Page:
Almost 100 years later, as a result of the Civil Rights Movement, the Voting Rights Act was passed. This 1965 civil law made voter discrimination illegal. So all of the local election rules that made it difficult for African Americans to register to vote or cast a vote were now against national law.

The Voting Rights Act has been upheld by Congress several times. However, in June 2013, the Supreme Court declared Section 4 of the Voting Rights Act unconstitutional. Section 4 prohibits states with a history of voter discrimination from making new election rules without special permission. Some people agree with this decision, others do not.

What do you think of this controversial decision? Check out this month’s “Discoverer In the News” feature and decide for yourself. Quiz yourself on the Voting Rights Act and decipher the meaning of an editorial cartoon on this topic.

Discoverer In the News: NSA Scandal

Computer Keyboard and Hard Drive <br > Defense Logistics Agency, via ProQuest SIRS Government Reporter [Public Domain]

Computer Keyboard and Hard Drive
by Defense Logistics Agency, via ProQuest SIRS Government Reporter [Public Domain]

The U.S. Department of Defense’s National Security Agency, known as the NSA, has the authority to gather information on foreign terrorists and spies through extensive computer and phone surveillance. This power is monitored by Congress and the Foreign Intelligence Surveillance Court (FISC), and many rules govern this surveillance, such as acquiring warrants to access phone records. But the agency’s practices have been in question, such as in 2006, when  Americans learned that the agency was tapping the nation’s phone conversations.

On June 6, the details of a classified NSA program called PRISM were leaked to the press. Edward Snowden, who worked for the NSA, thought that this program was unethical and wanted the American people to know that their online privacy was being invaded. So he shared secret information about PRISM with journalists. He told the press that, through the PRISM program, NSA workers could access the main servers of nine U.S. Internet companies, meaning that the agency could view emails, videos, audio, photographs, and other documents of both U.S. citizens and people living in other countries.

Some people are supporting Snowden’s decision to reveal what he knows about PRISM. They believe, as he did, that the program violates Americans’ privacy rights. Others are calling Snowden a traitor, trusting that the U.S. government is doing what is necessary to protect the American people. What do you think? Visit this month’s Discoverer In the News, read over the article, and decide for yourself. Check out the accompanying editorial cartoon…what does it say about government surveillance and privacy rights?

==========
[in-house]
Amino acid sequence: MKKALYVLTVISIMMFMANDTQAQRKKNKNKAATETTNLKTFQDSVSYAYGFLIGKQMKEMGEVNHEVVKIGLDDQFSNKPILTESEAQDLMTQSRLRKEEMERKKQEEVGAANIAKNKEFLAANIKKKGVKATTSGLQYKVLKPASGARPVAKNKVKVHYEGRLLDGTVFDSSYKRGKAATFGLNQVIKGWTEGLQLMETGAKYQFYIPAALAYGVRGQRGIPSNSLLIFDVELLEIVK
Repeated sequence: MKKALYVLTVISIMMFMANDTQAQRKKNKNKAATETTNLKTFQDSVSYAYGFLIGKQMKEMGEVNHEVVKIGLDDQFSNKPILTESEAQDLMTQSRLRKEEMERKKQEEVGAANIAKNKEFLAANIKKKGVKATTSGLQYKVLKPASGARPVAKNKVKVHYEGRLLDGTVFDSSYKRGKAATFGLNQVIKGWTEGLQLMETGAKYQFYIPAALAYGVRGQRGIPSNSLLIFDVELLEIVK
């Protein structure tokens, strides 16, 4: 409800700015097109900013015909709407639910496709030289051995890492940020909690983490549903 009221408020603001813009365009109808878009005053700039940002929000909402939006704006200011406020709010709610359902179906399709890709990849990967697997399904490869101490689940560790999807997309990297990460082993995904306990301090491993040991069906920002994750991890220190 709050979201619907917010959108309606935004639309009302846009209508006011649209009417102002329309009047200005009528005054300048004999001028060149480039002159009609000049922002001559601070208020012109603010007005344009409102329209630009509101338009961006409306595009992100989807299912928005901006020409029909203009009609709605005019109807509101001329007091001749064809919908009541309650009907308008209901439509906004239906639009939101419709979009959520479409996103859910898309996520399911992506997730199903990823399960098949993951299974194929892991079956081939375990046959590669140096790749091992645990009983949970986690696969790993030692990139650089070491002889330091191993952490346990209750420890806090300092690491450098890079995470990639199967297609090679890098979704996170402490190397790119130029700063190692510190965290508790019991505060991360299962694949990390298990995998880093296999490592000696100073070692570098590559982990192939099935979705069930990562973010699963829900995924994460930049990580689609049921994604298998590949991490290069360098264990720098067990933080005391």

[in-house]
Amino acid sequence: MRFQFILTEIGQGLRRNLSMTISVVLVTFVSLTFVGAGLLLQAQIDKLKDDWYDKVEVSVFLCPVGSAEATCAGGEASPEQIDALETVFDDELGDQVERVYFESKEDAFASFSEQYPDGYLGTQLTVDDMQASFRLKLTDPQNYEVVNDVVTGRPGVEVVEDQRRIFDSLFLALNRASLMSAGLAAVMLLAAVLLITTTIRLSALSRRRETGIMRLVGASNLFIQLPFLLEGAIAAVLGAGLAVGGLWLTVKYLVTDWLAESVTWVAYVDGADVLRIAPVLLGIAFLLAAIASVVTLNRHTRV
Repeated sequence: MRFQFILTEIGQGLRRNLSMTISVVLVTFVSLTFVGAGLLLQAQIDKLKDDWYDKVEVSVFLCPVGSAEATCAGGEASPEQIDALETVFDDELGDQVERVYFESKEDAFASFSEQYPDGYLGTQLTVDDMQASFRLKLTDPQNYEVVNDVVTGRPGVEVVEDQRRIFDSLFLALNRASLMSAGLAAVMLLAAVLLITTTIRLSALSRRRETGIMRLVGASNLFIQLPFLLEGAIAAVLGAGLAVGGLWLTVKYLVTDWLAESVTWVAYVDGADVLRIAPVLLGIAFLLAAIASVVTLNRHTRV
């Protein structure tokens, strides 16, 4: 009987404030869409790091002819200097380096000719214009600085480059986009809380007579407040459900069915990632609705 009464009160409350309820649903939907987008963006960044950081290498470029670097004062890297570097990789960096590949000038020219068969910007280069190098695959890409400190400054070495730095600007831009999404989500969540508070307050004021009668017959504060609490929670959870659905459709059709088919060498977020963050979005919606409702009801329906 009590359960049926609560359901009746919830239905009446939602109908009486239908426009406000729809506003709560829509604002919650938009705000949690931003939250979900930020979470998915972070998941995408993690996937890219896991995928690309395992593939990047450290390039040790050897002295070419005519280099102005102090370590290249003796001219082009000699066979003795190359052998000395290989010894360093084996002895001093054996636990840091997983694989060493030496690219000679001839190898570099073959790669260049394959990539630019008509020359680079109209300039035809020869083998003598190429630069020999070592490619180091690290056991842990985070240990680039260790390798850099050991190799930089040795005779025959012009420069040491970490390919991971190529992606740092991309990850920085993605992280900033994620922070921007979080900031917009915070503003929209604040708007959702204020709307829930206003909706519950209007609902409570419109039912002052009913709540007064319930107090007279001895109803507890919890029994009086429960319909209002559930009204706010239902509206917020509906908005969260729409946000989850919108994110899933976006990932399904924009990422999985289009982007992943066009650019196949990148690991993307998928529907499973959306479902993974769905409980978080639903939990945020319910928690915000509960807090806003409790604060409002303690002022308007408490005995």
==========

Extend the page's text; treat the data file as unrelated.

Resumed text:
Discoverer In the News: North Korea

Propaganda in North Korea <br \> By John Pavelka/Wikimedia Commons/CCA-SA-Lic. 2.0, via ProQuest SIRS Discoverer [Public Domain]

Propaganda in North Korea
By John Pavelka/Wikimedia Commons/CCA-SA-Lic. 2.0, via ProQuest SIRS Discoverer [Public Domain]

North Korea and South Korea have a shared language and a shared history. Despite these bonds, the two countries have been at odds since 1948, when Korea was permanently divided into two very different countries following World War II: North Korea became a communist country, South Korea became a republic. Both nations wanted to reunify Korea under its own established government.  In 1950, North Korea invaded South Korea, starting the Korean War and tearing families apart. Although a ceasefire agreement was signed three years later, relations between the two countries remain tense even today. The United States continues to have a military presence in South Korea, protecting this democratic nation from its northern neighbors. South Korea has thrived as a nation and enjoys a healthy economy and strong industry, while the totalitarian leadership of North Korea continues to starve and control its population, grow its army, and develop its nuclear weapons program.